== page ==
August 14, 2022

Volume XII, Number 226

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August 12, 2022

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August 11, 2022

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Use It or Lose It: FCA Accelerates Crack Down on Unused Regulatory Permissions

The Financial Conduct Authority’s new powers to more swiftly cancel or change firms’ regulatory permissions have now come into effect. These powers are particularly aimed at firms that have permissions they are not using. Firms can be required to prove they are carrying out the regulated activities they have permissions for, or risk losing their permissions. It can be expected that the FCA will be increasingly active in the coming months in looking to strip firms of unused permissions via this new streamlined process. Firms should continue to think carefully about whether they have permissions they are not using and should voluntarily relinquish to avoid incurring the regulator’s ire.

Background to the new powers

The new powers are intended to address one of the key findings of the Dame Gloster Report into the FCA’s regulation of London Capital & Finance Plc, the defunct mini-bond issuer that collapsed in January 2019. Dame Gloster concluded that investors had been misled into thinking that LCF bonds were regulated products, because the issuer held regulatory permissions that did not apply to the bonds. In two consultations in 2021 the FCA expanded upon these concerns that consumers were being put at risk of misunderstanding how much protection they may have from FCA oversight of firms’ activities. Launching the new powers, Mark Steward, Executive Director of Enforcement and Market Oversight at the FCA, said:

‘Businesses with permissions they don’t need or use, risk misleading consumers. These new powers will enable us to take quicker action to cancel permissions that are not used or needed. Firms should regularly review their permissions, ensure they are correct, and they are acting in accordance with them. If they are not needed or used, they should seek to cancel them.’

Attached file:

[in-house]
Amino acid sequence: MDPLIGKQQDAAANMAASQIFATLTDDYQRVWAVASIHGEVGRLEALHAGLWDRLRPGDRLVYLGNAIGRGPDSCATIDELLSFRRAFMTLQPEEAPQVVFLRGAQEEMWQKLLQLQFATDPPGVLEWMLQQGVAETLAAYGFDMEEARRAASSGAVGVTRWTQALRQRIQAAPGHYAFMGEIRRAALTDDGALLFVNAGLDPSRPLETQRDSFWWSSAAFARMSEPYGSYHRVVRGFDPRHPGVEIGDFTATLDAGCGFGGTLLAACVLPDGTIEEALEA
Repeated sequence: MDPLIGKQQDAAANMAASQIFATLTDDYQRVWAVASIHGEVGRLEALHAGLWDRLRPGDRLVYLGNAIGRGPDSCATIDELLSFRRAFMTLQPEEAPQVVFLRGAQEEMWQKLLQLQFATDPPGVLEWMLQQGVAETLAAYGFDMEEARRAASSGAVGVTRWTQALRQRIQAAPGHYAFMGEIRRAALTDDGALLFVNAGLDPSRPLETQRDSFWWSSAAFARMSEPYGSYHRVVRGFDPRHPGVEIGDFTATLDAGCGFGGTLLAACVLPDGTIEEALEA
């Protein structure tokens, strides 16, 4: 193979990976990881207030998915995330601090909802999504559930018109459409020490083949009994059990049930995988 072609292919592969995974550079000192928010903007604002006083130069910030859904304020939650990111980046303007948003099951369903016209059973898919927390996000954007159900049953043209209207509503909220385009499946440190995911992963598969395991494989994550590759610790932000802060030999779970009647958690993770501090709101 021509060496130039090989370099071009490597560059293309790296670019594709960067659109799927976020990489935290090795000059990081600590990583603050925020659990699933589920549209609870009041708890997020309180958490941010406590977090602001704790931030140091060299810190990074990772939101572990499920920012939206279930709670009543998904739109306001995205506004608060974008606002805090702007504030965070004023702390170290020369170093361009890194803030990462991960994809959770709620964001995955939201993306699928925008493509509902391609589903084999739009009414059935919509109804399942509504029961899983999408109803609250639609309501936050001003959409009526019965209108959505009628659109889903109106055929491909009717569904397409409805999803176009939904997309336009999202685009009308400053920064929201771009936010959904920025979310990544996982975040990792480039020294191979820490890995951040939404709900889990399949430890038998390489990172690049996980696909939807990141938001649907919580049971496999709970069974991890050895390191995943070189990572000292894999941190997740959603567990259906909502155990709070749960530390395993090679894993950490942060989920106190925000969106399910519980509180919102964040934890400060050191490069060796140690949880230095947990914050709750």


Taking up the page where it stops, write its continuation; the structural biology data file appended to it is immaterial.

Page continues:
While the FCA had previously been able to change a firm’s permissions if it hasn’t used them, the process was cumbersome and slow and required the firm’s application or consent to cancel or change permissions. As the FCA’s press release says, the new power will accelerate the FCA’s existing ‘use it or lose it’ initiative, which has seen it carry out over 1,000 assessments since May 2021 to see whether firms are undertaking the regulated activities for which they have permission. This has already resulted in 264 firms applying voluntarily to cancel, and a further 47 to modify, their permissions to carry out regulated activities.

Under its new power, the FCA can now cancel or change a firm’s permissions by a faster, more streamlined process where a firm is not carrying out any FCA-regulated activities for which they have permission and when certain additional conditions are met.

Who does this apply to?

The new power only applies to firms authorised, or deemed under the temporary permissions or supervised run-off regimes, to be authorised by the FCA under Part 4A of the Financial Services and Markets Act 2000 (“FSMA“). It does not therefore apply to firms authorised by the Prudential Regulation Authority (“PRA“) or to firms authorised otherwise than under Part 4A of FSMA, such as payment service providers or electronic money issuers.

How will the process work?

In summary:

  • The FCA will provide a firm with two warnings if it believes the firm is not using its regulatory permission(s). Where a firm fails to pay its regulatory fees, submit returns, or complete annual declarations, the FCA may consider these as indicators of a lack of regulated activity.

  • The FCA will then be able to cancel the permission, or change it, 28 days after the first warning, if the firm has not taken appropriate action.

  • The firm may apply for an annulment of the decision, and both the FCA and the firm may refer the matter to the Upper Tribunal after this point.

  • The FCA will then reflect any  changes and cancellations on its Financial Services Register.

What action should firms take?

The FCA regularly issues reminders to firms to review their regulatory permissions. In light of the new power, firms should take extra care to ensure their permissions are up to date and removed where these are not used. If you are an FCA-authorised firm that is no longer carrying out any FCA-regulated activity, you can cancel an authorisation or apply for a variation of permission.

© Copyright 2022 Squire Patton Boggs (US) LLPNational Law Review, Volume XII, Number 187
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About this Author

Partner

Chris Webber specializes in resolving financial services disputes and regulatory investigations. He represents clients including banks, broker dealers, corporate trustees, bondholders, issuers, mortgage servicers, borrowers, insolvency office-holders, regulatory bodies, investment funds, and individuals. He also acts for corporate clients in contractual, investment, and shareholder disputes.

+44 20 7655 1655
Mariyam Harunah Financial Services Litigation Attorney Squire Patton Boggs Birmingham, UK
Associate

Mariyam regularly acts for a diverse client base, including, SMEs, FTSE 100 and 250 corporations, public bodies, developers, insurers and individuals.

Mariyam has experience advising on a wide range of matters of both a contractual and tortious nature, including breach of contract, breach of warranty, misrepresentation, defamation, professional negligence, debt recovery and insurance.

44 121-222-3175
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